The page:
The push-up is commonly associated with military conditioning, gym class, and some martial arts. For many, they can feel like an impossible or even gruesome exercise. If you feel similarly, we hope you will feel empowered to incorporate this versatile and efficient exercise into your workout routine after reading this post.

Push-ups are categorized as a calisthenic exercise performed face down, during which the body is raised and lowered with the arms. Push-ups are a full body exercise that engages many muscles. Push-ups use your pectoral muscles, triceps, and other muscles of the shoulder area such as anterior deltoids, serrates anterior and coracobrachialis. Push-ups also use the transverse abdominis and rectus abdominis, making it a great core exercise.

Related: Need something for the lower body? We’ve got you covered here.

Push-ups can be performed in a number of ways, with modifications for beginners and progressions for those who are more advanced. We’ve compiled a list of the top 10 types of push-ups and their benefits so you can find an exercise that work best for you.

Standard Push-Ups

To perform a standard push-up, get into plank position with your hands under your shoulders, engage your core and keep your chest lifted and eyes gazing out in front of you so that your spine stays in a neutral position.

Bend your elbows and lower your body to the floor with your inhale, then push up with control and exhale as you rise back to a neutral position. Don’t let your backside dip or stick up, your body should remain in a straight line from head to toe.

Draw your shoulder blades back and down, keeping elbows tucked close to your body. It’s important to practice good form consistently to avoid injury and yield greater results.

Need further guidance on mastering the standard push up? Check out the video below from FFC Personal Trainer Tom Feeney!

Modified Push-Ups

The modified push-up is a great option for beginners. This type of push-up is performed by supporting the lower body on the knees instead of the toes.

The Wall Push-Up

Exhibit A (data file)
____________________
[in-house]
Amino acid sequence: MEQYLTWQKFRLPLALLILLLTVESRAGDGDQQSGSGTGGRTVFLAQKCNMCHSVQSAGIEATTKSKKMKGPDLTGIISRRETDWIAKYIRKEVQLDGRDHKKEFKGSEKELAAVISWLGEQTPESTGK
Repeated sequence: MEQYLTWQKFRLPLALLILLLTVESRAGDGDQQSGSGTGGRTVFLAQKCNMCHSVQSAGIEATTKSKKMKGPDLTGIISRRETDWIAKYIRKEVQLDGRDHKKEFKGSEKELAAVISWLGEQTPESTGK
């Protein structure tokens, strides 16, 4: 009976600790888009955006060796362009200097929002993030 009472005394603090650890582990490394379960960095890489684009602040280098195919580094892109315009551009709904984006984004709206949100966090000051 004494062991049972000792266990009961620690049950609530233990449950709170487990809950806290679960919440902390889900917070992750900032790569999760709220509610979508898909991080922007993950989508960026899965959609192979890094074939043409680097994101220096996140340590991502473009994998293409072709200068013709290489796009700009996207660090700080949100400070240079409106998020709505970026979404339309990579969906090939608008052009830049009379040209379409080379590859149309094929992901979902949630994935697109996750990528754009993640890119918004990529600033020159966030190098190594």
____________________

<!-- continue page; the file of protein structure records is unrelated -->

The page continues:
Another great push-up variation for beginners is the wall push-up. This exercise is performed by standing close to a wall and then pushing away from the wall. You can increase the difficulty by moving your feet farther from the wall.

The Diamond Push-Up

For these push-ups, place both palms on the ground so that both thumbs and pointer fingers are touching and form a diamond. These push-ups really work your triceps!

The Wide Push-Up

Start from a normal push-up position but spread your hands wider than shoulder length. This will force your chest to do most of the work.

The Narrow Push-Up

From a normal push-up position, place your hands just a few inches apart from each other underneath your chest.

The One Leg Push-Up

From the standard push-up position, lift one leg up off the ground. Perform a set of push-ups and then switch legs to complete the set. Be sure to engage your core to help you stay in position!

The One Arm Push Up

Get into position and bring one arm behind your back or to your side. Complete the movement, switch arms and complete the set. These are a great challenge!

The Feet Elevated Push-Up

Do a normal push-up, but with your feet elevated on a box or bench. The higher the platform, the more you’ll work your shoulders, chest, and core. For an added challenge, use an exercise ball.

The Body Elevated Push-Up

Performed with hands on an elevated platform, commonly seen with medicine balls. For an even more advanced exercise, you can also elevate the feet.

Fun Facts About Push-Ups:

  • In most forms of push-ups, you are lifting 65% of your body weight
  • The record for the most consecutive push-ups is 10,507 by Minoru Yoshida of Japan in 1980.
  • Push-ups dates back to 1905
  • The record for the most push-ups done in 24 hours (non-consecutively) is 46,001 by Charles Servizio of the USA in 1993.
  • The Fence Lizard demonstrates push-ups to attract its reptilian mates

Post written by Jessica Frank. Edited by Natalie Casper. Video content by FFC Personal Trainer Tom Feeney.